Saturday, June 15, 2024
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No one is interested in unearthing black money

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By J. D. Sethi

 

The “clean chits” can be issued easily as long as the foreign account holders can demonstrate to the FIU that money was remitted through banking channels after paying taxes.

Obfuscation perhaps is the word that best describes the raging debate on the issue of black money in India. A lot has been written, even more has been said, but what I wish to focus on are a few hard questions and attempt some answers on the regulatory system in India and Switzerland governing this area, which has largely been glossed amidst the dust and smoke, deliberate or otherwise spawned by this politically delicate hot potato.

For the sake of clarity and brevity, I would like to confine to tackling questions centred on “black money” in Swiss bank accounts. Since “black money” has no easily identifiable legal definition in India, it is best to confine the same to incomes which are taxable in India but not reported adequately and in full to the tax authorities. This would also include incomes which are a result of illegal gratification and/or a result of the desire to evade some statutory compliance procedure. Once the above process of non-compliance with tax and a host of other regulations has been performed with panache given the orderly operations of the “black economy” unhindered by the shackles of red tape, the attempt then to project it as “untainted” (among other methods, by placing such proceeds within the banking system, whether in India or overseas) is then squarely covered by the money laundering regulations in India.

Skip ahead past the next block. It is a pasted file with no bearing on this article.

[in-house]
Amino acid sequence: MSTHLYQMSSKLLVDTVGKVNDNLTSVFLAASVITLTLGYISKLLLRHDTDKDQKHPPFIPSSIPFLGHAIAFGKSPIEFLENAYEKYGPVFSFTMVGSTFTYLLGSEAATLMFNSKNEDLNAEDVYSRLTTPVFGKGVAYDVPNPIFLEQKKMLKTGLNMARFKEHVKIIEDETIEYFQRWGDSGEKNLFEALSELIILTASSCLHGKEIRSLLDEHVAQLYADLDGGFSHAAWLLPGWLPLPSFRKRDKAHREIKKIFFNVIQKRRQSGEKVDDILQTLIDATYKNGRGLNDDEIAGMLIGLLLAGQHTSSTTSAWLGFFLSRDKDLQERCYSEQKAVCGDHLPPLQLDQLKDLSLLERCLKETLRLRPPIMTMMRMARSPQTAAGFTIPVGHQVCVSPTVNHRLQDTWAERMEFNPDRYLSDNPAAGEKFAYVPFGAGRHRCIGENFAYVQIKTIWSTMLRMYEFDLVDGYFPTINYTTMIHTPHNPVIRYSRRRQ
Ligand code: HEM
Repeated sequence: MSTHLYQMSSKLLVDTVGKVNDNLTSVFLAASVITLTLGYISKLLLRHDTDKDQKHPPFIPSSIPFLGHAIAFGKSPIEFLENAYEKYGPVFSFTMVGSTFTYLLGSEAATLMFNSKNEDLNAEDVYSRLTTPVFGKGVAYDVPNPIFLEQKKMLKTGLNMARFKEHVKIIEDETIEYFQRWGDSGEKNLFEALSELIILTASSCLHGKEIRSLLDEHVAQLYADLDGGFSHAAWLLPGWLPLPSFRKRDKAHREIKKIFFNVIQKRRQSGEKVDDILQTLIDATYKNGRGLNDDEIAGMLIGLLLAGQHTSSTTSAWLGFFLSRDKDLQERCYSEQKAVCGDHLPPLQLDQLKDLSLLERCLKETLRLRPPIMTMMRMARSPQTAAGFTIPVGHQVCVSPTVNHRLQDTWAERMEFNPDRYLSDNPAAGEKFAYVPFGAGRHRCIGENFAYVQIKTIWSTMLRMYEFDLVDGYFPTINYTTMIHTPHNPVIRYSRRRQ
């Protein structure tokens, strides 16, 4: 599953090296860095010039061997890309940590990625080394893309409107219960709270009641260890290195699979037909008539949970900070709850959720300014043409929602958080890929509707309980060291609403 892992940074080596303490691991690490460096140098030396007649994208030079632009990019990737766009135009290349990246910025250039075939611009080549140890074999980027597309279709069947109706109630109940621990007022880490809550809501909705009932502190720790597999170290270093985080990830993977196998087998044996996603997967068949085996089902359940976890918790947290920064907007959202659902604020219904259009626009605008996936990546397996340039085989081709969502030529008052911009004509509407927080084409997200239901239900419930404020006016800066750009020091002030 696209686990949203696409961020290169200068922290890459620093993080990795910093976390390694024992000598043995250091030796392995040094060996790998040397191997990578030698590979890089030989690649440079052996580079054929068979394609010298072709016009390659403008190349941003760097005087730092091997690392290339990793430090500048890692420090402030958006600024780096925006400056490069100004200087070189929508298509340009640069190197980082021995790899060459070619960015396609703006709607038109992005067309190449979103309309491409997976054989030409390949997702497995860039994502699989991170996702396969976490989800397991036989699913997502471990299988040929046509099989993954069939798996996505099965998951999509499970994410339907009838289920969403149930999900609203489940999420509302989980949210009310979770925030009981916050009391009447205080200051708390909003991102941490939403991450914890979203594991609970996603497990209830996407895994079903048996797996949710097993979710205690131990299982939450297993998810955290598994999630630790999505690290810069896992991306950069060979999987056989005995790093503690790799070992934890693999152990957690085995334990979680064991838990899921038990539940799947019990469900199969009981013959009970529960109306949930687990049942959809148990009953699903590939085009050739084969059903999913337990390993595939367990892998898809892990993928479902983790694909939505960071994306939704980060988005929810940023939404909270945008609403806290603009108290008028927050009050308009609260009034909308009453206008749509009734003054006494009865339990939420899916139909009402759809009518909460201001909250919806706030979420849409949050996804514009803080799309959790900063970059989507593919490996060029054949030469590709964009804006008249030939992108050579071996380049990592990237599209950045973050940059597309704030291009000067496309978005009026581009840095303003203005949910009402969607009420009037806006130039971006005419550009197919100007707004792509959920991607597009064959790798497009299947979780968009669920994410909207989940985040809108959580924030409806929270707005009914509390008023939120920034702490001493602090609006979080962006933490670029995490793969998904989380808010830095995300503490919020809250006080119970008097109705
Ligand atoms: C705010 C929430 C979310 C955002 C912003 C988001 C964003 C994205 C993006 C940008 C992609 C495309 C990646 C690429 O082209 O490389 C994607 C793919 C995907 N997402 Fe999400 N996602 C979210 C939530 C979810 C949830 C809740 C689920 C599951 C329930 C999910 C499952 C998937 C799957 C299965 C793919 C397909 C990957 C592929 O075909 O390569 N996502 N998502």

Having set that out, there is only one question that requires further scrutiny: assuming for the purposes of the present debate, if the aforementioned laundered sums do find their way into a Swiss bank account, what are the steps that regulatory authorities in India need to initiate to deal with them as per Indian law?

The Financial Intelligence Unit (FIU) within the ministry of finance has been empowered under the money laundering regulations to investigate such matters. The starting point for money laundering investigations globally are usually confidential tip-offs or whistleblowers within organisations, which generally places a large amount of otherwise classified data into the public domain. Given the large amounts of such data publicly available together with whistleblowers, there is a just cause for investigations to be commenced by the FIU. To take the example of the recent and not so recent “disclosures” of Swiss account holders in the media, the dividing line between legitimate and illegitimate accounts is very clear, with legitimate account holders possessing the necessary copies of returns filed with income tax authorities for taxes paid and the authorised dealers for monies being remitted outside through normal banking channels.